(from Chapter Four of  g:aðdan:.  See context.)
However, in this instance there is an additional motivation for using verb-left . . .
            Sarcasm: Putting the verb on the left may signal sarcastic intent. A wife, beside herself with impotent rage, demands that her home be burned:

 8.  . . . Ap:n:a es:r p:iXkr b:aðl:i --  l:g:a dð G:r m:ðø Aag:,  m:ØJ:ð Vy:a krn:a hò !  B:ag: PÜX g:y:a ek t:Üm:-j:òs:ð qs:aI kñ p:al:ð p:_i.  l:g:a dð G:r m:ðø Aag: !
            ' . . . pounding her head with her fists she said, "Go ahead.  Burn the house down!  What do I care!  It's my bad karma I fell into the clutches of a brute like you.  Go on, burn the house down!"'

            (from Chapter Four of  g:aðdan:.  See context.)
In the following exchange the man, trying to defend his actions, uses normal word order, while his wife, subjecting them to ridicule, puts the verb on the left:

 9a.  s*:i H  t:Ømhðø s:c:m:Øc: khiø j:an:a hò Vy:a ?  khaú j:an:ð ki b:at: kr rhð T:ð t:Øm: ?
 9b.  p:Ø,\: H s:aðc: rha T:a,  j:Øn:ðj:a kñ y:haú hað Aat:a.
 9c.  s*:i H  Aað||?  j:Øn:ðj:a kñ y:haú ! . . .  hað AaAað.
 9d.  p:Ø,\: H efl:hal: us:ð dðn:ð kñ el:O p:òs:a n:hiø hò,  t:að km:-s:ð-km: m:Øúh t:að us:ð edK:at:ð rhn:a c:aehO.
 9e.  s*:i H  haú||,  edK:a AaAað m:Øúh j:akr.
        Woman:  Do you really have to go someplace? Where was it you were saying you have to go?

        Man:       I was thinking of going over to Juneja's.

        Woman:  Oh? To Juneja's! Go ahead. Go.

        Man:       For the time being I don't have any money to give him, so I should at least keep showing my face.

        Woman:  Yes. Go. Show your face.

        (from  AaD:ð AD:Ürð  by  m:aðhn: rakðS:  )

One more exchange from Rakesh's famous play shows how verb-left, introduced in (9a) to express sarcasm, may be retained in the target's rejoinder:

 10a. s*:i H  Ab: j:Øn:ðj:a Aa g:y:a hò n: l:aòXkr,  t:að rha krn:a ePr t:in:-t:in: edn: G:r s:ð ^:ay:b:.
 10b. p:Ø,\: H t:Øm: ePr s:ð v:hi b:at: uYan:a c:aht:i hað ?  Ag:r rha B:i hÜú kB:i m:òø t:in: edn: G:r s:ð b:ahr,  t:að AaeQ:r eks: v:j:h s:ð ?
         Woman: Now that Juneja's back in town, go ahead and start disappearing from the house for three days at a time,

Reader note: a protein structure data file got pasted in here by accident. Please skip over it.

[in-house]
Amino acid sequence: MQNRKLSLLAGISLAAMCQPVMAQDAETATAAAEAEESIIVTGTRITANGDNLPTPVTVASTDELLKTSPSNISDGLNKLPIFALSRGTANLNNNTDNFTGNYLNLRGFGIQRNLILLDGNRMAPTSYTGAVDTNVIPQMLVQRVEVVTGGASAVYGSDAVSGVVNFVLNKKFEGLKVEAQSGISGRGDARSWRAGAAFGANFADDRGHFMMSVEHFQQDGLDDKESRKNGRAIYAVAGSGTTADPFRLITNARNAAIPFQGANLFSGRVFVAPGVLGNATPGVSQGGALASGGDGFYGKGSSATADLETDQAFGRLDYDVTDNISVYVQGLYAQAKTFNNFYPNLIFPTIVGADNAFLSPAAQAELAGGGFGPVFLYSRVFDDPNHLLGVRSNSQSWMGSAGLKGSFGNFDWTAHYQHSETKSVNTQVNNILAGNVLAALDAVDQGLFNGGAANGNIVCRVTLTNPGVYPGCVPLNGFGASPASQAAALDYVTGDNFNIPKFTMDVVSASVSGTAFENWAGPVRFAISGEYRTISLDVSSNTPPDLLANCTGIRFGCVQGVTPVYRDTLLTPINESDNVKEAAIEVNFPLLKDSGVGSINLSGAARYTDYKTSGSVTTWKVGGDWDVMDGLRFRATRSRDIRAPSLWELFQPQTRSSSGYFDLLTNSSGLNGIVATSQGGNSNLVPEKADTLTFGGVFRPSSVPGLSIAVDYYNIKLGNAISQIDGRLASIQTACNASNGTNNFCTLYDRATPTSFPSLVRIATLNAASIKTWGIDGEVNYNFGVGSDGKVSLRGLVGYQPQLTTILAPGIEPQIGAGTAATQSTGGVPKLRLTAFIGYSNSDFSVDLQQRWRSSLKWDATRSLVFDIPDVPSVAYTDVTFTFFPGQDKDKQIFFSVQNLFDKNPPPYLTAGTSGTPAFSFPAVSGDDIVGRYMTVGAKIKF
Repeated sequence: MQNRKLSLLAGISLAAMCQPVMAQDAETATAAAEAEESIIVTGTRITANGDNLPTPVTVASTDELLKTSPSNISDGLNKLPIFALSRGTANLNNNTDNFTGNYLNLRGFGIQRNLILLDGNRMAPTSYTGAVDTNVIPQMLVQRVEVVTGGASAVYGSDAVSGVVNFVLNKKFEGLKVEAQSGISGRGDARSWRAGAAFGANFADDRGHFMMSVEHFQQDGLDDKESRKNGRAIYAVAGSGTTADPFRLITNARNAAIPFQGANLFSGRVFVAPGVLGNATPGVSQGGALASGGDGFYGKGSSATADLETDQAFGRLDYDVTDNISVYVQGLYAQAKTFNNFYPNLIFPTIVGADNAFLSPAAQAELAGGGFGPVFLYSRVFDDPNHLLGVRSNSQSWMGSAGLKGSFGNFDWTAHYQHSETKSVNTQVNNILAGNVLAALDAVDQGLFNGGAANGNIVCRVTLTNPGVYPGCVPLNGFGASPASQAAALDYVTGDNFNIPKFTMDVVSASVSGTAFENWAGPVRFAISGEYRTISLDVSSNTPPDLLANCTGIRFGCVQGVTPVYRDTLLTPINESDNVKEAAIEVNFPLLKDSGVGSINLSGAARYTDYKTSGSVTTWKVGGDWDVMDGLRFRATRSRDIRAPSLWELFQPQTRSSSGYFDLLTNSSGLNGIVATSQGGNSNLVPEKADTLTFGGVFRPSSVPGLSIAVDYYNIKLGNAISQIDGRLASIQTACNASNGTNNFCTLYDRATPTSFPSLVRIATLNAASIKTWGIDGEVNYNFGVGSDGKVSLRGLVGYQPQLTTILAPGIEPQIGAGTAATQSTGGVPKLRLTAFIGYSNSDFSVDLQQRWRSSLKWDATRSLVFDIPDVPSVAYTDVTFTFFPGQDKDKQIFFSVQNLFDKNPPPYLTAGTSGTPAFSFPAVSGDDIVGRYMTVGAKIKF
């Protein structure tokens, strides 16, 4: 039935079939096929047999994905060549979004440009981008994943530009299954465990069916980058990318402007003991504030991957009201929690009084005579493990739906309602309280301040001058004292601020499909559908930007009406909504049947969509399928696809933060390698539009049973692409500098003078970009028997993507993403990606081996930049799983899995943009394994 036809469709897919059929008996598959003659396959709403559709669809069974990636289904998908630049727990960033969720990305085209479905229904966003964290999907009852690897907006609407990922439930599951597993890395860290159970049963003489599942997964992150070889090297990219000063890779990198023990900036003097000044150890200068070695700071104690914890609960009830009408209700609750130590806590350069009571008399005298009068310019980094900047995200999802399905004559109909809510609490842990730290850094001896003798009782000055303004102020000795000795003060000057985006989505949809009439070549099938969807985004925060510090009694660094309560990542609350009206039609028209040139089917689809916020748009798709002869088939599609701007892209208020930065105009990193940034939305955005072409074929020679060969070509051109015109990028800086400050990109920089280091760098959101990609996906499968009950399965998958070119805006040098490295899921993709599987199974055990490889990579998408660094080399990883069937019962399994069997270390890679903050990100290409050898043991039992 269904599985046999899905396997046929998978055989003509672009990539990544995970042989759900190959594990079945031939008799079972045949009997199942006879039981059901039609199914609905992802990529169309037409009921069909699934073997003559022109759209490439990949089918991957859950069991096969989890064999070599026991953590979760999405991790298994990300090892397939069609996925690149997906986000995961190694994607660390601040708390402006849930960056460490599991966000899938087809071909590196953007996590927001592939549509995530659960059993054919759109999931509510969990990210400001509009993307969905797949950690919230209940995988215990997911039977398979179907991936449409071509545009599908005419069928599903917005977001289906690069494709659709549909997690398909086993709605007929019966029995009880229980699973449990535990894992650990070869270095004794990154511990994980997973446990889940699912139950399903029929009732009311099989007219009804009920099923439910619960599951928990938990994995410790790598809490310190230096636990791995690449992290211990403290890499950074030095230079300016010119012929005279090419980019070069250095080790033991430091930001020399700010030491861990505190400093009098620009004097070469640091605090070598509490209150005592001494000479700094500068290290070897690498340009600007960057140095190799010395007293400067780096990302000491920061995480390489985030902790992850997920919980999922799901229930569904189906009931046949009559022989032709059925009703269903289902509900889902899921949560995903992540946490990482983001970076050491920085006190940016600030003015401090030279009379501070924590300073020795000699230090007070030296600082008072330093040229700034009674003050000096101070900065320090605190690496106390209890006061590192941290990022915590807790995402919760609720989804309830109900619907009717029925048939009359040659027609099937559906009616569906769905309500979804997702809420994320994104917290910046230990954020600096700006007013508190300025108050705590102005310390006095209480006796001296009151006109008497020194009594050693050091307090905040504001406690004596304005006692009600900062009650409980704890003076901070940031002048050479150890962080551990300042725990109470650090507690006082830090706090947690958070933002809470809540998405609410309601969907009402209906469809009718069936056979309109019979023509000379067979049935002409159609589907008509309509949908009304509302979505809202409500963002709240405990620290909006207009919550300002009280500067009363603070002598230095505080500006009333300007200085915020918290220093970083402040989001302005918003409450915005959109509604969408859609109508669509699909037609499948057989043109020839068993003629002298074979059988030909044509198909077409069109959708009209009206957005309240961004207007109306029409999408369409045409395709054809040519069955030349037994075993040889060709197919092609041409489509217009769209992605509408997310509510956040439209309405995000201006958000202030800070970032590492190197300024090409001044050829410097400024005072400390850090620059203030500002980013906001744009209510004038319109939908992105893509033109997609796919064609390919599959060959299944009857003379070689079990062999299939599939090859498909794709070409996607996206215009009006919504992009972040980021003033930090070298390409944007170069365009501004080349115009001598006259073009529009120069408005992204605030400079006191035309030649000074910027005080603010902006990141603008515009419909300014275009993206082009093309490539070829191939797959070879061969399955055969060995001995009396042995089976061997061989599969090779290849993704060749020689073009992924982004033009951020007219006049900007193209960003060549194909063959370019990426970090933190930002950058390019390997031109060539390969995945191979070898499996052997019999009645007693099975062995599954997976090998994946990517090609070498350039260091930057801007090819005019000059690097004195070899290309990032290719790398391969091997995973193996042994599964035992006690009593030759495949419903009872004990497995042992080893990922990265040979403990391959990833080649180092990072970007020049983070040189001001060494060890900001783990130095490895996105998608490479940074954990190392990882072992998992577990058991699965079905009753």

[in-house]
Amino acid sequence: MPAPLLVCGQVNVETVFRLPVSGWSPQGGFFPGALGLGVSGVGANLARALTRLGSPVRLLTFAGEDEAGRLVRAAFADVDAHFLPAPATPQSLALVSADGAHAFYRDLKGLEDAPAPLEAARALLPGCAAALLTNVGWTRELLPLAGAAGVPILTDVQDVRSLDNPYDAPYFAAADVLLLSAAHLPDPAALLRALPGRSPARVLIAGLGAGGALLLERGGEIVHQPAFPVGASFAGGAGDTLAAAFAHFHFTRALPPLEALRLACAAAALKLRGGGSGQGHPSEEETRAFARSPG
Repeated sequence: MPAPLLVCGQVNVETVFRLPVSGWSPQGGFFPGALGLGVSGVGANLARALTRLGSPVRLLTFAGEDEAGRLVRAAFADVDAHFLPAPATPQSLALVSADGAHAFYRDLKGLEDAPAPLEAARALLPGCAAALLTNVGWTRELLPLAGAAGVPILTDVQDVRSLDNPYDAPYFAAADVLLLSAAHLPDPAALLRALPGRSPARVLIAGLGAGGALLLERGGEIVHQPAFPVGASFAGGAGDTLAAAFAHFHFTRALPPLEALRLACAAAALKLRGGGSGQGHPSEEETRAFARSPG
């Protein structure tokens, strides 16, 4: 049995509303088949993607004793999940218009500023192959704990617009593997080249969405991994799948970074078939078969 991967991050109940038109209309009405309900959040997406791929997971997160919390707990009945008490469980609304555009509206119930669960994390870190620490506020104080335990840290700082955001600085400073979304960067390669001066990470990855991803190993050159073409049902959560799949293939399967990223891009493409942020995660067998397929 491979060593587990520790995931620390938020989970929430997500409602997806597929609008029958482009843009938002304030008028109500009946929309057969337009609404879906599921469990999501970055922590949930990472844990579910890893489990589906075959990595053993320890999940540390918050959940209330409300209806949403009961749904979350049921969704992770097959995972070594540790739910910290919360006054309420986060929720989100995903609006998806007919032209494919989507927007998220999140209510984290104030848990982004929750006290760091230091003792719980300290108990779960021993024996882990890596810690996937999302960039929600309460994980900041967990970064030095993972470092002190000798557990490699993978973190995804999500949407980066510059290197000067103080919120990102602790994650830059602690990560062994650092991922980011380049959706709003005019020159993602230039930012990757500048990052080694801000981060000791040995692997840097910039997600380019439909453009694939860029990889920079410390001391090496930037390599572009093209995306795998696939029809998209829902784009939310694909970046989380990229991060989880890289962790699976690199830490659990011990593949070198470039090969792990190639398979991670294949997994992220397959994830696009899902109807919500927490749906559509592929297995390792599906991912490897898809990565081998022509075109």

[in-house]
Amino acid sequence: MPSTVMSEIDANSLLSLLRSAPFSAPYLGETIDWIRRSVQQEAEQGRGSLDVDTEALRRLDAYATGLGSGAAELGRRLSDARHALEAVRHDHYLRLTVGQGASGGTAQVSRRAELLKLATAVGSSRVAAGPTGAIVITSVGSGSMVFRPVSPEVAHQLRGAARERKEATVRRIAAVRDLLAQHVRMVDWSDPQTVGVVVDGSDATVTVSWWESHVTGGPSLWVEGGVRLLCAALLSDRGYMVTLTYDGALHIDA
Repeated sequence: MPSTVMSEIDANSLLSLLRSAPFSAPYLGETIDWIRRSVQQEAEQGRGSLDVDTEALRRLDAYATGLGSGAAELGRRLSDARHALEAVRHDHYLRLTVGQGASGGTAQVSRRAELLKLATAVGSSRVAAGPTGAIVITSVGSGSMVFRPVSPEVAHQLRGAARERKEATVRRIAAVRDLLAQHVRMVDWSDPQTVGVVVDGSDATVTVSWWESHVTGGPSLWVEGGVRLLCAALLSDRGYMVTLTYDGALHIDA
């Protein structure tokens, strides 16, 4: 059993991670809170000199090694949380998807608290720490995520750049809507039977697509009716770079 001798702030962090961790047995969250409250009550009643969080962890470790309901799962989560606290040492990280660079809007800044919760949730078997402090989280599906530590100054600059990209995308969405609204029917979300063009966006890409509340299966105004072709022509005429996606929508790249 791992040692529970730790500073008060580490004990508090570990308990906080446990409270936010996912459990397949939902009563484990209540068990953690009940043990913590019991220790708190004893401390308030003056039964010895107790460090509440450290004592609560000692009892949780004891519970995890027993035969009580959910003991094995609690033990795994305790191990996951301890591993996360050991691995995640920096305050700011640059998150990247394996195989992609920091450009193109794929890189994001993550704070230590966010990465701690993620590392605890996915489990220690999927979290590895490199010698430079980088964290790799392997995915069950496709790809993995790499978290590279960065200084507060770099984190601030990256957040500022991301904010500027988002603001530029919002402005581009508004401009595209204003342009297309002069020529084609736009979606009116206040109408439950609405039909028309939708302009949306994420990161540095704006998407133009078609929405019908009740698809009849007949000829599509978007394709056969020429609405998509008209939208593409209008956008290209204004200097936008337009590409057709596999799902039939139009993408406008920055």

like you did before!

         Man:     You want to bring up that again?  And what if I did stay away from home sometimes for three days,
                      what after all was the reason for that?

         (from  AaD:ð AD:Ürð  by  m:aðhn: rakðS:, p. 19 )
         Derision and reproach. Finite forms of the auxiliary  l:g: 'begin (to V)' are not infrequently put on the left to create a tone of mockery or reproach:

 11.  m:òøn:ð kha --  khað t:að kl: ki t:Ømhari krt:Üt: K:aðl: dÜú p:eNRt: !   l:g:a haT: j:að_n:ð.
           'I said, "And if I reveal what you did yesterday, Pandit? What then?"
           And he began clasping his hands in supplication.'

            (from Chapter Five of  g:aðdan:.  See context.)

 12.  CaðXi l:_ki H  p:_a s:að rha T:a Ab: T:k.  m:òøn:ð j:akr j:g:a edy:a,  t:að l:g:a m:ðrð b:al: K:iøc:n:ð.
        Young Girl:  He was lying asleep till now.  When I went and woke him up, he started pulling my hair.

         (from  AaD:ð AD:Ürð  by  m:aðhn: rakðS:, p. 36 )
         Use of verb-left to express insistence, sarcasm, or reproach is an option available to speakers, not a rule of grammar or style that must be followed. A speaker can choose to be insistent or sarcastic without using it. Since verb-left is a marked order in Hindi-Urdu, whenever it occurs it indicates something special about the utterance. Thus, one would expect that speakers would rarely if ever use verb-left in a normal utterance and then switch to normal verb-right order to signal insistence or sarcasm or some other special attitude.

For more on Hindi-Urdu word order see studies by Vijay Gambhir.

To index of grammatical notes.

To index of  m:lhar.

Drafted and posted 21-24 Apr 2001.